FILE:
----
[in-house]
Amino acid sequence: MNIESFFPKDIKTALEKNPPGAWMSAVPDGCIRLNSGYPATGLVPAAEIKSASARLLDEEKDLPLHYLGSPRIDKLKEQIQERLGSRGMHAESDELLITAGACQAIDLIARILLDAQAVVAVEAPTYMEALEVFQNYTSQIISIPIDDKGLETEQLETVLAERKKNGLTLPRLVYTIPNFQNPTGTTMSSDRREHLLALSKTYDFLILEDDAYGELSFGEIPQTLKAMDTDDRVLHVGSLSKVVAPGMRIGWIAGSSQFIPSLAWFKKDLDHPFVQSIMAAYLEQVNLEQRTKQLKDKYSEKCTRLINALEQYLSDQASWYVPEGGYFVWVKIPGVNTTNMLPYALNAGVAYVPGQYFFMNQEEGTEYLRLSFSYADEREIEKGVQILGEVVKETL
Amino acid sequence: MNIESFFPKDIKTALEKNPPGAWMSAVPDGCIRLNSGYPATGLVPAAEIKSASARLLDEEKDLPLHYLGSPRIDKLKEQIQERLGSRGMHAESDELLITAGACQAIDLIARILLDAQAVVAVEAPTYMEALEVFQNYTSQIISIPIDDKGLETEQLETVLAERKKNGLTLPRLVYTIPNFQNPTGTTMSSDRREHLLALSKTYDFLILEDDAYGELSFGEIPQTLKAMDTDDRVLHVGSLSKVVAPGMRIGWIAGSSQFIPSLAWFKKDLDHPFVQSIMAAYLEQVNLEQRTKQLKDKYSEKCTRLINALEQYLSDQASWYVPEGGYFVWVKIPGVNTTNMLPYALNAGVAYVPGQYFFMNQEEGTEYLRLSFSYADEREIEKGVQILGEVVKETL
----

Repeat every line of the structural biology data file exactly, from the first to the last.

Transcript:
[in-house]
Amino acid sequence: MNIESFFPKDIKTALEKNPPGAWMSAVPDGCIRLNSGYPATGLVPAAEIKSASARLLDEEKDLPLHYLGSPRIDKLKEQIQERLGSRGMHAESDELLITAGACQAIDLIARILLDAQAVVAVEAPTYMEALEVFQNYTSQIISIPIDDKGLETEQLETVLAERKKNGLTLPRLVYTIPNFQNPTGTTMSSDRREHLLALSKTYDFLILEDDAYGELSFGEIPQTLKAMDTDDRVLHVGSLSKVVAPGMRIGWIAGSSQFIPSLAWFKKDLDHPFVQSIMAAYLEQVNLEQRTKQLKDKYSEKCTRLINALEQYLSDQASWYVPEGGYFVWVKIPGVNTTNMLPYALNAGVAYVPGQYFFMNQEEGTEYLRLSFSYADEREIEKGVQILGEVVKETL
Amino acid sequence: MNIESFFPKDIKTALEKNPPGAWMSAVPDGCIRLNSGYPATGLVPAAEIKSASARLLDEEKDLPLHYLGSPRIDKLKEQIQERLGSRGMHAESDELLITAGACQAIDLIARILLDAQAVVAVEAPTYMEALEVFQNYTSQIISIPIDDKGLETEQLETVLAERKKNGLTLPRLVYTIPNFQNPTGTTMSSDRREHLLALSKTYDFLILEDDAYGELSFGEIPQTLKAMDTDDRVLHVGSLSKVVAPGMRIGWIAGSSQFIPSLAWFKKDLDHPFVQSIMAAYLEQVNLEQRTKQLKDKYSEKCTRLINALEQYLSDQASWYVPEGGYFVWVKIPGVNTTNMLPYALNAGVAYVPGQYFFMNQEEGTEYLRLSFSYADEREIEKGVQILGEVVKETL